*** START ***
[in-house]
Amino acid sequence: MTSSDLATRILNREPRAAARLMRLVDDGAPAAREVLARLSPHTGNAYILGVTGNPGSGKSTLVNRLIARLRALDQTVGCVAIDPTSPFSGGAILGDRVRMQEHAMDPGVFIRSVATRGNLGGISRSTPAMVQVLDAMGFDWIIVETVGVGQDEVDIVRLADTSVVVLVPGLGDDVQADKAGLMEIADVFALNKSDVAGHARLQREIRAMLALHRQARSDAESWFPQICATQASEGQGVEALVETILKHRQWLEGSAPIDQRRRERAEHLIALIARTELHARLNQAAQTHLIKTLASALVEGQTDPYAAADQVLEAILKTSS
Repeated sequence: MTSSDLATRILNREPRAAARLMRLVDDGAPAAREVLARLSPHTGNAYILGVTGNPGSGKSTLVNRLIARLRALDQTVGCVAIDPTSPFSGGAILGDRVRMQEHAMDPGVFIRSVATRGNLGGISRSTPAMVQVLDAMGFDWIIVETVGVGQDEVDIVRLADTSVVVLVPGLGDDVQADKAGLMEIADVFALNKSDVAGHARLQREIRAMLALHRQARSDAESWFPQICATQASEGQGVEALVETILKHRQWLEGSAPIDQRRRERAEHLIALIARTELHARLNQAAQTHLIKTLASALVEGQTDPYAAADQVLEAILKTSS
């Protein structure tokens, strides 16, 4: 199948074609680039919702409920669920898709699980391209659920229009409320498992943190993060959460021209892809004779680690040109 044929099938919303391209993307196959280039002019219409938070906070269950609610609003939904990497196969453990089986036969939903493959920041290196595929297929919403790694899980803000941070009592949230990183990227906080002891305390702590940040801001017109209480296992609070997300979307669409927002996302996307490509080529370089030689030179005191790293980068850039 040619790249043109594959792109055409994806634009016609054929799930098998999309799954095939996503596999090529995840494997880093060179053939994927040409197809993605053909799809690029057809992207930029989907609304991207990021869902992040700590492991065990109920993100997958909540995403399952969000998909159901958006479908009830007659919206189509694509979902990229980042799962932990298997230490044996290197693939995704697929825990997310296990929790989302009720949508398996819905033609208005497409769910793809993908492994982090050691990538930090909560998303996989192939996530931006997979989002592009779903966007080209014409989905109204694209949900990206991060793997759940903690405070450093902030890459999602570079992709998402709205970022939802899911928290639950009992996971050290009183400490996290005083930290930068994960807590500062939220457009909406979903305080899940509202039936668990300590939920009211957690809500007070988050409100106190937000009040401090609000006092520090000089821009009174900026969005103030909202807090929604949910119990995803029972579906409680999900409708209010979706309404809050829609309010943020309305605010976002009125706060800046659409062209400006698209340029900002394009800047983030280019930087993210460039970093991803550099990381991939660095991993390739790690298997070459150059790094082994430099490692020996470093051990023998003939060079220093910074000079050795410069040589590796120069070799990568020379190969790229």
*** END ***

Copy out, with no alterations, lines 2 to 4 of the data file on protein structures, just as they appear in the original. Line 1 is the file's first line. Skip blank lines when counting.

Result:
Amino acid sequence: MTSSDLATRILNREPRAAARLMRLVDDGAPAAREVLARLSPHTGNAYILGVTGNPGSGKSTLVNRLIARLRALDQTVGCVAIDPTSPFSGGAILGDRVRMQEHAMDPGVFIRSVATRGNLGGISRSTPAMVQVLDAMGFDWIIVETVGVGQDEVDIVRLADTSVVVLVPGLGDDVQADKAGLMEIADVFALNKSDVAGHARLQREIRAMLALHRQARSDAESWFPQICATQASEGQGVEALVETILKHRQWLEGSAPIDQRRRERAEHLIALIARTELHARLNQAAQTHLIKTLASALVEGQTDPYAAADQVLEAILKTSS
Repeated sequence: MTSSDLATRILNREPRAAARLMRLVDDGAPAAREVLARLSPHTGNAYILGVTGNPGSGKSTLVNRLIARLRALDQTVGCVAIDPTSPFSGGAILGDRVRMQEHAMDPGVFIRSVATRGNLGGISRSTPAMVQVLDAMGFDWIIVETVGVGQDEVDIVRLADTSVVVLVPGLGDDVQADKAGLMEIADVFALNKSDVAGHARLQREIRAMLALHRQARSDAESWFPQICATQASEGQGVEALVETILKHRQWLEGSAPIDQRRRERAEHLIALIARTELHARLNQAAQTHLIKTLASALVEGQTDPYAAADQVLEAILKTSS
């Protein structure tokens, strides 16, 4: 199948074609680039919702409920669920898709699980391209659920229009409320498992943190993060959460021209892809004779680690040109 044929099938919303391209993307196959280039002019219409938070906070269950609610609003939904990497196969453990089986036969939903493959920041290196595929297929919403790694899980803000941070009592949230990183990227906080002891305390702590940040801001017109209480296992609070997300979307669409927002996302996307490509080529370089030689030179005191790293980068850039 040619790249043109594959792109055409994806634009016609054929799930098998999309799954095939996503596999090529995840494997880093060179053939994927040409197809993605053909799809690029057809992207930029989907609304991207990021869902992040700590492991065990109920993100997958909540995403399952969000998909159901958006479908009830007659919206189509694509979902990229980042799962932990298997230490044996290197693939995704697929825990997310296990929790989302009720949508398996819905033609208005497409769910793809993908492994982090050691990538930090909560998303996989192939996530931006997979989002592009779903966007080209014409989905109204694209949900990206991060793997759940903690405070450093902030890459999602570079992709998402709205970022939802899911928290639950009992996971050290009183400490996290005083930290930068994960807590500062939220457009909406979903305080899940509202039936668990300590939920009211957690809500007070988050409100106190937000009040401090609000006092520090000089821009009174900026969005103030909202807090929604949910119990995803029972579906409680999900409708209010979706309404809050829609309010943020309305605010976002009125706060800046659409062209400006698209340029900002394009800047983030280019930087993210460039970093991803550099990381991939660095991993390739790690298997070459150059790094082994430099490692020996470093051990023998003939060079220093910074000079050795410069040589590796120069070799990568020379190969790229």